The First Thursday of every month in the London art scene is when many galleries tend to have their official openings – when you can tour loads of galleries, get a glass of wine at each one, get to meet the artist, mingle with all the visitors and maybe get to see some of the artworks through the crowds. The downside of having many openings on the same evening is of course that you’re unlikely to get to all the ones you want to. Some of the trendier galleries are in the emerging parts of Hackney – a devil to get to and from, particularly if you need to get to a gallery in Camden, Fitzrovia or the West End afterwards.
This week I’ve been on holiday, so I managed to start First Thursday mid-way through the afternoon, which meant I managed to get to four exhibitions.
First, Sanghyun Kim at MokSpace, near the British Museum. The exhibition actually opened two days previously, but I was lucky enough to find the artist on duty there, and he was happy to talk to visitors about his work.
Kim’s creative process is to lay basic shapes of naturally pigmented Korean paper onto an oiled neutrally coloured paper background. He then lays incense in intricate patterns on top of the coloured paper and then ignites it: as the incense smoulders it burns away part of the coloured paper. The process is inspired by Korean traditional ceremonial practices such as shamanistic rituals for a better harvest or for health and happiness.
The resulting outlines resemble the fractal shapes generated by the Mandelbrot set – part random, part highly organised. The overall compositions are always well planned and structured
For example, one work on show is based on the Chinese character 主 (주인 주, meaning “proprietor” or “boss”):
while his “Awake” series are inspired by the butterfly dream of the Taoist philosopher Zhuangzi (장자). The first in this series is an early work of Kim’s, when he was working with neutral coloured paper. A tiny human figure considers the enormity of a landscape which towers over him like a Hokusai tidal wave:
You can see some of Sanghyun Kim’s work at the Affordable Art Fair in Battersea Park later this month.
Next, a quick tube and bus ride eastwards to Charlotte Road and the Hoxton Gallery, where Kim Ha-young’s exhibition Eat All You Can was in the process of making way for a new show.
Kim Ha-young’s colourful paintings look at first as if they are inspired by an LSD-fuelled psychedelic trip. In part, the collection of work is inspired by the Korean consumer society: in an interview for this exhibition Kim commented about a recent trip to Seoul:
What was particularly striking was how, in Seoul, there were so many advertisements for things like plastic surgery and food juxtaposed in the same space. I felt disorientated by the mixture of all these unmatchable things that were all explicitly and fully ready to be consumed.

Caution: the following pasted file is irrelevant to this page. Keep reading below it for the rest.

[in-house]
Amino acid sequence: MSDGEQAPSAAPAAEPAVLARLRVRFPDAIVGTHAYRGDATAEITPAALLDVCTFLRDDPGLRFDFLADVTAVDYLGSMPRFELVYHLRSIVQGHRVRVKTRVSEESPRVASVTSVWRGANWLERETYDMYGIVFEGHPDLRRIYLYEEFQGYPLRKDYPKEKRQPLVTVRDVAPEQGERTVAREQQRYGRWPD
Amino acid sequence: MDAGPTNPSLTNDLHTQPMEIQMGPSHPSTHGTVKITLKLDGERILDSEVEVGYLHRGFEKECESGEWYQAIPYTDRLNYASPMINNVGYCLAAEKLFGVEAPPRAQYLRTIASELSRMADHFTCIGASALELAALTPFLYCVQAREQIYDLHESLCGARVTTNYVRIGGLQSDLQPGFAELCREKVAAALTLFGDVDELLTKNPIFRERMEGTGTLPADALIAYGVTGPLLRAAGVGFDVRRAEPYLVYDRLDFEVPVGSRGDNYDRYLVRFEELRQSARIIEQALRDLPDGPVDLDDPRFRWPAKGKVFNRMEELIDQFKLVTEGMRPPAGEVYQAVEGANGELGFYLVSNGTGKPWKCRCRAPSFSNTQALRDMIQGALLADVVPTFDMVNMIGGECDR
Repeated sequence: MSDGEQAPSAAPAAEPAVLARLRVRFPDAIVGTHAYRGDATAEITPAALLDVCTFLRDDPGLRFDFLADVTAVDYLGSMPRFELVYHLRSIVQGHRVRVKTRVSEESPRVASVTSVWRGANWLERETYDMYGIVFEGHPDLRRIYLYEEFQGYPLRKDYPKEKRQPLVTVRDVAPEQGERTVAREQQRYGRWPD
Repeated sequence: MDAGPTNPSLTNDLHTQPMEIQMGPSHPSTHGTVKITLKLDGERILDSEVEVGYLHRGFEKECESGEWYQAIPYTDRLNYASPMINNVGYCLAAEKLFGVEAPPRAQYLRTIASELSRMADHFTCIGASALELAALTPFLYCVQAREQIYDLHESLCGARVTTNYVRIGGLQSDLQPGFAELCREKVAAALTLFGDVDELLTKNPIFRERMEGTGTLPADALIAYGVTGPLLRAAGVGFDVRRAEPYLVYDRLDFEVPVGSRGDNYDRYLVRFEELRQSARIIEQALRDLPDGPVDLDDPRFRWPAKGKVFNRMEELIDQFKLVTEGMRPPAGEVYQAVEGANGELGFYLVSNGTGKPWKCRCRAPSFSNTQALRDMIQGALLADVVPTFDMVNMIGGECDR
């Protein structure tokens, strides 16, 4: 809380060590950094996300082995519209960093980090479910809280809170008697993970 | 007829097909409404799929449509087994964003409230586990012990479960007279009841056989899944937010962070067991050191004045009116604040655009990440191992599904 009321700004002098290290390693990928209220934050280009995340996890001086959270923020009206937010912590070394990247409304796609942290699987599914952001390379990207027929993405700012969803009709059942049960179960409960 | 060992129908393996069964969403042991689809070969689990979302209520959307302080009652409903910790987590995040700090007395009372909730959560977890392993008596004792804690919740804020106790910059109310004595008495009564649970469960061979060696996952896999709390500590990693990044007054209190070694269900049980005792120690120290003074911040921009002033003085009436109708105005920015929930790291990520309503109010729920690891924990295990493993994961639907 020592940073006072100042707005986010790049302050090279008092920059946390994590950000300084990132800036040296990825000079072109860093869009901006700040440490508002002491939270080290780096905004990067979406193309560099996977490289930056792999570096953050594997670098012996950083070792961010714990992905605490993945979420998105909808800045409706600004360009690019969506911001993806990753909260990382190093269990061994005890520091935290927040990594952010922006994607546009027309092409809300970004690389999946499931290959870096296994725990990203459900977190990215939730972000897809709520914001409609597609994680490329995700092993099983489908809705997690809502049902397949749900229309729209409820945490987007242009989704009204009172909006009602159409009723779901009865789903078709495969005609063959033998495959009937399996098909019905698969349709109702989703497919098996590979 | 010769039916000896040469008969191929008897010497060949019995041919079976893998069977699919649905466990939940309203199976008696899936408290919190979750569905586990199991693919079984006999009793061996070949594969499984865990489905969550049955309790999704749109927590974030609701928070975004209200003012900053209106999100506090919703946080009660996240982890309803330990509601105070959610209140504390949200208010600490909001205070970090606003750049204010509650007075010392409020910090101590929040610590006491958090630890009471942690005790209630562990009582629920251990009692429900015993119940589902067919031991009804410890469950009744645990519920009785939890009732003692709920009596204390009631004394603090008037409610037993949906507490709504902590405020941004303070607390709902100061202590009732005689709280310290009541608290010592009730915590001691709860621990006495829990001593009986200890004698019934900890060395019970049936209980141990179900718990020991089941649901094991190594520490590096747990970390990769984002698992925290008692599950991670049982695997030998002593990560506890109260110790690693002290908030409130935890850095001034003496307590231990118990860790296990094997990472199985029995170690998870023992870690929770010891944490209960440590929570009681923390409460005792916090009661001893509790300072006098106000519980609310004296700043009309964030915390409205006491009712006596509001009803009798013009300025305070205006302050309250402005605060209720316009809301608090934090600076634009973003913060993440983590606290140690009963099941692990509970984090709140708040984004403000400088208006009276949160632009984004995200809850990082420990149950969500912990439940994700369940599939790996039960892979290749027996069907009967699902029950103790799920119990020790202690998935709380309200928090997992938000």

The cult of beauty and the cult of eating seem to have gone horribly wrong in one series of Kim Ha-young’s work, in which female faces are distorted beyond recognition by what in one picture seems to be swollen entrails.
A quick Number 55 bus ride away is HADA Contemporary in Vyner Street, where Lee Kangwook’s show, Invisible Space, was opening. As an early visitor I managed to get a snap of the artist before anyone else showed up.
I caught him in a room whose walls he had decorated for the show – a one-off work which will be destroyed before HADA can hold its next exhibition. On the plain white walls seemingly random squiggles intertwined, dotted with pale splodges of what looked like ink seeping into the paper in a traditional ink painting. To heighten the imrpression, small amounts of glitter had been added, and the whole effect was like the creation of the Milky Way, with blurs of far-distant galaxies dotted around.
Some of Lee’s other works, incredibly detailed compositions with overlapping circles and washes of colour also recalled Mandelbrot fractals, like Kim Sanghyun’s work from earlier in the afternoon.
A bus ride to Hackney Central, a journey on the North London Line, and a 15 minute walk through Camden town later, the opening of Hyunjhin Baik’s solo show at 43 Inverness Street was in full swing. A few familiar faces to talk to, but no artist yet: he was roaming NW1 in search of a guitar. While waiting for the artist, if you timed it right you could get a good view of some of his oils:
It seems that Baik never managed to find a suitable guitar. Instead, his promised performance was a series of unaccompanied vocals ranging from what seemed to be traditional Korean songs to Freddie Mercury via the sort of songs drunken office workers might sing after staggering out of the noraebang. All performed in a most unusual position.
The fireplace was very effective as an echo chamber.
Next week’s openings, Lee Jaehyo at Albemarle and Hong Young-in at James Freeman Gallery are fortunately on different evenings, but sadly clash with screenings of Korean films at the BFI London Film Festival. This would never have happened 10 years ago, but such is the increasing presence of Korean cultural events in London that it’s inevitable that you’ve got to make some tough choices about what you want to see. You can’t get around everything.